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U.S. Withdraws Nearly 20 Percent Of Troops From Afghanistan


The Biden administration plans to have all U.S. troops withdrawn from Afghanistan by September 11. U.S. Central Command confirms almost 20 percent have been pulled so far.


U.S. Central Command reported Tuesday that close to 20 percent of the U.S. troops withdrawal from Afghanistan is complete. The Pentagon confirmed that the Taliban have yet to attack U.S. troops, as the terrorist group claimed they would.

President Joe Biden announced on April 14 that the U.S. intends to pull around 3,000 troops from the Middle East by Sept. 11. The Department of Defense has thus far turned over five buildings to the Afghan Ministry of Defense, as well as 5,000 equipment pieces. At the order of Defense Secretary Lloyd Austin, the U.S. flew in six B-52 Bombers, 12 F-18 fighter jets, and 600 special forces troops to facilitate the withdrawal process. 115 loads of C-17 equipment have been turned over.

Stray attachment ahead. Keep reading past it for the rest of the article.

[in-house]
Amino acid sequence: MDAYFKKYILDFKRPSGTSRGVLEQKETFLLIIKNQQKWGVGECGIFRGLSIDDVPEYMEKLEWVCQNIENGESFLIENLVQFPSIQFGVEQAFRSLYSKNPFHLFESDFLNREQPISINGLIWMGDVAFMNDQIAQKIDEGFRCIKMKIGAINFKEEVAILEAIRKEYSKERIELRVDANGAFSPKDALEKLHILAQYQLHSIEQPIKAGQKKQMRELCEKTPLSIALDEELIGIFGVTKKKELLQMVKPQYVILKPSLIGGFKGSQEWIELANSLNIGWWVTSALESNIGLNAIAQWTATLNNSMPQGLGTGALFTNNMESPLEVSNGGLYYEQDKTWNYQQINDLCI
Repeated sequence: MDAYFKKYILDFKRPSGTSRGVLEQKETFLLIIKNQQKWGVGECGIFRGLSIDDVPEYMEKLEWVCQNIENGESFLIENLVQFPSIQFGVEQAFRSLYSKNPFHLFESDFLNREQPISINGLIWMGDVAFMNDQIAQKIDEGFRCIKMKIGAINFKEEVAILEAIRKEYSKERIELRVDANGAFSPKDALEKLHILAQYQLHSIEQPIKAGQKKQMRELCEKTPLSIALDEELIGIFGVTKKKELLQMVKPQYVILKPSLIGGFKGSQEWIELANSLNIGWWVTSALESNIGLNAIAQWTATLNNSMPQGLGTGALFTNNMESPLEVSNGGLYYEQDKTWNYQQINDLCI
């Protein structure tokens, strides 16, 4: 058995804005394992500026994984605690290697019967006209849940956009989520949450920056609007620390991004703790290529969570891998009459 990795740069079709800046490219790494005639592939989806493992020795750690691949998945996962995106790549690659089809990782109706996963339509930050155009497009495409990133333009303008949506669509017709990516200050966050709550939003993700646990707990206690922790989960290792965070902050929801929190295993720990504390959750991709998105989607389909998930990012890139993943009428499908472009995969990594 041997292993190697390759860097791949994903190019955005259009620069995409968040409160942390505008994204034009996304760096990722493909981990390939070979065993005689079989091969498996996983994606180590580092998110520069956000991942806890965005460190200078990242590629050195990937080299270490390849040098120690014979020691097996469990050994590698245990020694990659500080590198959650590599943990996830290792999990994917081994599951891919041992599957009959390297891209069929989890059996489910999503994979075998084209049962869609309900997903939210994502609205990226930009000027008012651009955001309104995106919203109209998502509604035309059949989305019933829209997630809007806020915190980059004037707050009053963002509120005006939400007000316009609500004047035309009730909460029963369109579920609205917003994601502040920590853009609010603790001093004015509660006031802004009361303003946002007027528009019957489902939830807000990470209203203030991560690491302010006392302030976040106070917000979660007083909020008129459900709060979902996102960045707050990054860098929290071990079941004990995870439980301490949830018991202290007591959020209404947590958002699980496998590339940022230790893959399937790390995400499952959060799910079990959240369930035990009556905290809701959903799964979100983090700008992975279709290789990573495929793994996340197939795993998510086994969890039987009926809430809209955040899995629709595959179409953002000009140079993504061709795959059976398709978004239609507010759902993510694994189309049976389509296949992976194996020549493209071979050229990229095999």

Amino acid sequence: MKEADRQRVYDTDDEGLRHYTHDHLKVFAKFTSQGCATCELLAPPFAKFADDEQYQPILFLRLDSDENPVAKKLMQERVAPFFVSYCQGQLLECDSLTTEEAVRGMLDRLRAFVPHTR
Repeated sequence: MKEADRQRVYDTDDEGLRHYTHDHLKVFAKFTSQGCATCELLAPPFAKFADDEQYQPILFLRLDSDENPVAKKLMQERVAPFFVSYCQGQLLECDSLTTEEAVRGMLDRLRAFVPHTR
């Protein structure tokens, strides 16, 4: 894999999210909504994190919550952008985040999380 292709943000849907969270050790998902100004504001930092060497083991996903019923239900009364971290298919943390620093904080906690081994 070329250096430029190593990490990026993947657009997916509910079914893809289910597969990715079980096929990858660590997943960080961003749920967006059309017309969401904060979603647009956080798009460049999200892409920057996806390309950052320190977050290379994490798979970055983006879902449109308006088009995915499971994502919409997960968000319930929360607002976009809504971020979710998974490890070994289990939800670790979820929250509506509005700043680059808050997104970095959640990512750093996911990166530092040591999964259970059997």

“The withdrawal continues at pace, with nothing more than some minor harassing attacks that have had no impact,” John Kirby, a spokesman for The Pentagon told reporters. “We certainly hope that that remains the case going forward. We’re not going to take anything just on hope and face value. We have to assume and we have to plan for the potential that it could be resisted, it could be opposed by the Taliban, so we’re continuing to take all the right precautions.”

On May 1, the official spokesman for the Taliban tweeted that the terrorist group will “take every counteraction it deems appropriate against occupying forces.”

May 1 was originally the date then-President Donald Trump pledged to conclude the two-decade long U.S. presence in Afghanistan. The White House said Monday that the ensuing Israeli and Hamas conflict would have no impact on the withdrawal of troops from the Middle East.

For security reasons, the U.S. government has not specified the exact number of troops who are currently stationed in Afghanistan. The Trump administration signed a peace treaty last year with the Taliban to initiate the withdrawal process. However, a clause in the agreement said Congress would have to receive an opinion from the Pentagon on U.S. national security impacts prior to executing the decision.